See also[edit]

  • Dunay radar, a UHF radar with a similar function and era of development.
  • Voronezh radar, the latest post Soviet-era Russian equivalent.


  1. Jump up^ PAVE PAWS was one of the earliest large USAF Support Systems not developed with a 3 digit number and an appended letter, such as the preceding 474N SLBM system and the “Big L” systems that included the Burroughs “425L Command/Control and Missile Warning” (“fully operational” at Cheyenne Mountain on 20 April 1966[16]) and the “496L Spacetrack” systems[25] which networked PAVE PAWS.
  2. Jump up^ The PAVE identifier used when PAVE PAWS was designated on 18 February 1975[28]:37 was “a code word for the Air Force unit in charge of the project” and which developed other PAVE systems–“CF” the unit for “the COBRA system” with[8] the Cobra Dane (AN/FPS-108) radar. By 1979, PAVE systems used the term Precision Acquisition Vehicle Entry defined for the identifier, e.g., the 1980 PAVE Pillar[29] and c. 1977[6] Pave Mover (JSTARS) programs initiated by the USAF.[30] In particular, on 1 October 1999 the Department of the Air Force identified PAVE PAWS as “Precision Acquisition Vehicle Entry Phased Array Warning System”,[31] a term publicized as early as 1979.[32]


  1. ^ Jump up to:a b c d Cold War Historic Properties of the 21st Space Wing Air Force Space Command (PDF) (Report). 1996. Retrieved 2014-06-10. Cold War era (36 CFR 60.4)
  2. Jump up^ “Cold War Wayland: Raytheon”.
  3. ^ Jump up to:a b c d e f Engineering Panel on the PAVE PAWS Radar System (1979). Radiation Intensity of the PAVE PAWS Radar System (PDF) (Report). National Academy of Sciences. Retrieved 2014-06-05. The [Cape Cod] PAVE PAWS antenna consists of a circular array of 5,354 elements, of which only half, or 2,677, are to be active when the facility begins operation in April 1979, and of the active elements only 1,792 are powered. At some future date, which is not yet determined, the entire antenna may be placed in operation. The beam of radiation is focused and pointed in a specific direction by controlling the way the individual elements radiate. If the beam is to be directed to the left of center (or “boresight”), the signals radiated from the elements on the left side of the array are delayed relative to those emitted from the elements on the right, the period of the delay increasing progressively across the array from right to left.
  4. ^ Jump up to:a b c d e f g Photographs / Written Historical and Descriptive Data: Cape Cod Air Station Technical Facility/Scanner Building and Power Plant (PDF) (Report). Retrieved 2014-06-10[dead link]. Technical Facility/Scanner Building (HAER No. MA-151-A), which houses the AN/FPS-1152 radar and related equipment… PAVE PAWS Site 1 … AN/FSS-7…designed by Avco Electronics Division… The first two PAVE PAWS sites in Massachusetts and California represented the first two-faced phased array radars deployed by the U.S. Check date values in: |access-date= (help)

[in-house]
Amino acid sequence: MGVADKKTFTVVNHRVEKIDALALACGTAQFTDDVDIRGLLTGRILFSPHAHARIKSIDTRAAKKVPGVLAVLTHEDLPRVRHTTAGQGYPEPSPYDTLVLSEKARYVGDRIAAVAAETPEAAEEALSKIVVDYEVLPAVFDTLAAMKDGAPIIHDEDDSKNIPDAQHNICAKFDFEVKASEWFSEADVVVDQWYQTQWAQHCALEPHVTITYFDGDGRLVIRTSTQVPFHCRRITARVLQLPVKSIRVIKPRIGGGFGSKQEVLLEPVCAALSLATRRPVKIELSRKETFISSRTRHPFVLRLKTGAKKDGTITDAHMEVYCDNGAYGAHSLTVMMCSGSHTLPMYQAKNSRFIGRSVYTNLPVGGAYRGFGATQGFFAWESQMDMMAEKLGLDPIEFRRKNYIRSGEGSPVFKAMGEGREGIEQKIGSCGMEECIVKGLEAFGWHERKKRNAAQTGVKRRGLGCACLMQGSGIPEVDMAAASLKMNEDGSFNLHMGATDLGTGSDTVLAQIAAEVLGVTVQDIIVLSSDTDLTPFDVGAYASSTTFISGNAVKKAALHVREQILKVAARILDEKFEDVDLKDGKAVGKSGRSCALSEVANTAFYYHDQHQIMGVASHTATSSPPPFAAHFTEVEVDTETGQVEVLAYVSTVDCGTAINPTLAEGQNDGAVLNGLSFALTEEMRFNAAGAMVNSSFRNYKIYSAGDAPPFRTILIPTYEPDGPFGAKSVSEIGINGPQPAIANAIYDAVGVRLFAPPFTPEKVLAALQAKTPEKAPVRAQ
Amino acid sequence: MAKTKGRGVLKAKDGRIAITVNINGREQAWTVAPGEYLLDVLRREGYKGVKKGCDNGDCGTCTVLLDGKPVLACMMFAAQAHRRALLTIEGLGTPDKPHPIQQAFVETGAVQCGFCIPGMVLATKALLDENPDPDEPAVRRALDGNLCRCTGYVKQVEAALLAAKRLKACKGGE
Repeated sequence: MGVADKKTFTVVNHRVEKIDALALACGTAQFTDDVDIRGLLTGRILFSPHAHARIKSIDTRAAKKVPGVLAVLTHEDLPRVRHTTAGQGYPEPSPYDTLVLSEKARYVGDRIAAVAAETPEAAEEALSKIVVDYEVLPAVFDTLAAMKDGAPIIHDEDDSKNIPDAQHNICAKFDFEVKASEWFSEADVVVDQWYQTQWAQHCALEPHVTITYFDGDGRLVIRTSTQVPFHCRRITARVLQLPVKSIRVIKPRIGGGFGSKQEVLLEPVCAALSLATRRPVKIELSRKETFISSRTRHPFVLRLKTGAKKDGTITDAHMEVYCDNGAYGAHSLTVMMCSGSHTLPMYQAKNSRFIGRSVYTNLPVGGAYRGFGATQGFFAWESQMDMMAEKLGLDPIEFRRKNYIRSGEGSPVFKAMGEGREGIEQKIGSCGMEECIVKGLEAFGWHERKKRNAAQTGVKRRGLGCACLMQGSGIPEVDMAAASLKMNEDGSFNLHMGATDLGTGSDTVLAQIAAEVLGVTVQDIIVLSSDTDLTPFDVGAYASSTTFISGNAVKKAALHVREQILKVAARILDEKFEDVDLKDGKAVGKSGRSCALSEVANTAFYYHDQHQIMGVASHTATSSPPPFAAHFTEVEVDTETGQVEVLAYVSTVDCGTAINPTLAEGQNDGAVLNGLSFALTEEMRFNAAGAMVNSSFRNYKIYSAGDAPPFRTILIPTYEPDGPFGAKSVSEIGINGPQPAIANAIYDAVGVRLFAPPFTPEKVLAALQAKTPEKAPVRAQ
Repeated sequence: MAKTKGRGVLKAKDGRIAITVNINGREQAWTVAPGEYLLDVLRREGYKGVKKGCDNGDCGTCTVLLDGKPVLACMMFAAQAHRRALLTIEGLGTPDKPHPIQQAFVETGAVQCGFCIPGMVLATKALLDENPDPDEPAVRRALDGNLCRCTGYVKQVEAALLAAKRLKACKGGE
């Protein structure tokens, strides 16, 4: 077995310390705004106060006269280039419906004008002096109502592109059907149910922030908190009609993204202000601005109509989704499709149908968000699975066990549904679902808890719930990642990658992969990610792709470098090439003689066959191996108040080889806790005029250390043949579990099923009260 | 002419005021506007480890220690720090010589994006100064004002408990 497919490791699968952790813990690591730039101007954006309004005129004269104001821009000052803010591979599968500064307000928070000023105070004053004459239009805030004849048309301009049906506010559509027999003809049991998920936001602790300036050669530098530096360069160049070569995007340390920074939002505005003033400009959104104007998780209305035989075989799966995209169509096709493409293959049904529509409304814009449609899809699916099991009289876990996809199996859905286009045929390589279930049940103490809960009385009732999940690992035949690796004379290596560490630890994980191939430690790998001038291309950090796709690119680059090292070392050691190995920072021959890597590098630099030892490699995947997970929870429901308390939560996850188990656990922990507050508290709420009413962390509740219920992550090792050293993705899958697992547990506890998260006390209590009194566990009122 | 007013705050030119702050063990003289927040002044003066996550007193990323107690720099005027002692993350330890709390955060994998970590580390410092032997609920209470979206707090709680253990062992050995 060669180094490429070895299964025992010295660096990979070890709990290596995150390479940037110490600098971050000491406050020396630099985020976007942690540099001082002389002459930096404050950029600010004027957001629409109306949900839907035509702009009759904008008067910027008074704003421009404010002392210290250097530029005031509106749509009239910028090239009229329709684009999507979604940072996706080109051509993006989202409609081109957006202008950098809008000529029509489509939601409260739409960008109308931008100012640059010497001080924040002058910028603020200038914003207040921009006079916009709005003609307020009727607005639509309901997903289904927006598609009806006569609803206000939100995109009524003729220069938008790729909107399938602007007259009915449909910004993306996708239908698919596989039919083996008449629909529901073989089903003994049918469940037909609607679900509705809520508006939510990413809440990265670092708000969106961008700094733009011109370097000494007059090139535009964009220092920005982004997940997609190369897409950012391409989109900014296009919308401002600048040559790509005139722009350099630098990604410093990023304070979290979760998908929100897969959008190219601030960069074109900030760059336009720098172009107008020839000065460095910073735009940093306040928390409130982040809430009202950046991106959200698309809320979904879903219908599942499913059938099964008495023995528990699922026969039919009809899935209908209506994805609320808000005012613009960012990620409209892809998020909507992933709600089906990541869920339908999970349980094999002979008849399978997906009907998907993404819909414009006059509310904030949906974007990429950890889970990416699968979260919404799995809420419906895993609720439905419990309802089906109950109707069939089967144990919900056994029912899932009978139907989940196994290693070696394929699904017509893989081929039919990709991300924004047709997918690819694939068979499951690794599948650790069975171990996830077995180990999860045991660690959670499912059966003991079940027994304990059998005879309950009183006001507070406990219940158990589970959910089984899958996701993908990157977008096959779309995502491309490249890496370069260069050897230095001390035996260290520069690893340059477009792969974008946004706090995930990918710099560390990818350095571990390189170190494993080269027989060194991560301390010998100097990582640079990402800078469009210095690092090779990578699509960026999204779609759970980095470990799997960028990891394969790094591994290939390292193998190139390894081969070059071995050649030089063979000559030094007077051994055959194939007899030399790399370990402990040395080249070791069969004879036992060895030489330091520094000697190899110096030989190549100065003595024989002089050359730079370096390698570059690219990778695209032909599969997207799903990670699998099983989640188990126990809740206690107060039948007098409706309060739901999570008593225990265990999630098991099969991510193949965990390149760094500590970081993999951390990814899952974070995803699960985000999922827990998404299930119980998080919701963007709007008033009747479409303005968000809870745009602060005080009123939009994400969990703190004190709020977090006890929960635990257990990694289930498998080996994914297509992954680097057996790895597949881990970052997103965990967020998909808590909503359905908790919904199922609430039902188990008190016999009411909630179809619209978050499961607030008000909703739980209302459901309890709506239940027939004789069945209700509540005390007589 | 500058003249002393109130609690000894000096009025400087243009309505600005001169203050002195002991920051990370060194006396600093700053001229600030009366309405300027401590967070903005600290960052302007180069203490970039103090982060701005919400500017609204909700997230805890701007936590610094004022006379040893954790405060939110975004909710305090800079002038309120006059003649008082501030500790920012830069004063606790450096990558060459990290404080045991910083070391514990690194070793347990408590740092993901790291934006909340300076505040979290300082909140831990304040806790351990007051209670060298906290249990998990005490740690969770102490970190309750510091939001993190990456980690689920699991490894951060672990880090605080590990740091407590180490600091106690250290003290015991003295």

5. ^ Jump up to:a b c d e f g h “IV. Ballistic Missile Surveillance and Warning”. History of ADCOM January 1977 to December 1978. US Air Force via p. 87. Normally, the radar worked on commercial power, but six diesel generators had been provided for backup in case that source was disrupted. For the radar’s energy pulse to reach out to its maximum range, electrical power was drawn into a capacitor bank, built up, then discharged or surged into space. This procedure, called power surging happened every 51 milliseconds. … reviewed plans for EPARCS and they had concluded its location limited its ability to provide adequate warning of low angle trajectory ICBM reentry vehicles … About a 24 percent reduction in [Thule] O&M costs would be realized using an upgraded PAVE PAWS[-type] phased array.
  6. ^ Jump up to:a b c d e f Smith, John Q.; Byrd, David A (1991). Forty Years of Research and Development at Griffis Air Force Base: June 1951 – June 1991 (Report). Rome Laboratory. Retrieved 2014-03-10. (PAVE PAWS concept drawing on p. 141)
  7. Jump up^ Brookner, Eli (May 1, 1997). “Major Advances in Phased Arrays: Part 1”. The Microwave Journal. Horizon House Publications. diameter of 102 feet for a total of approximately 5300 elements. The elements in this outer ring beyond the 72.5 feet are reserved for a future 10 dB increase in system sensitivity.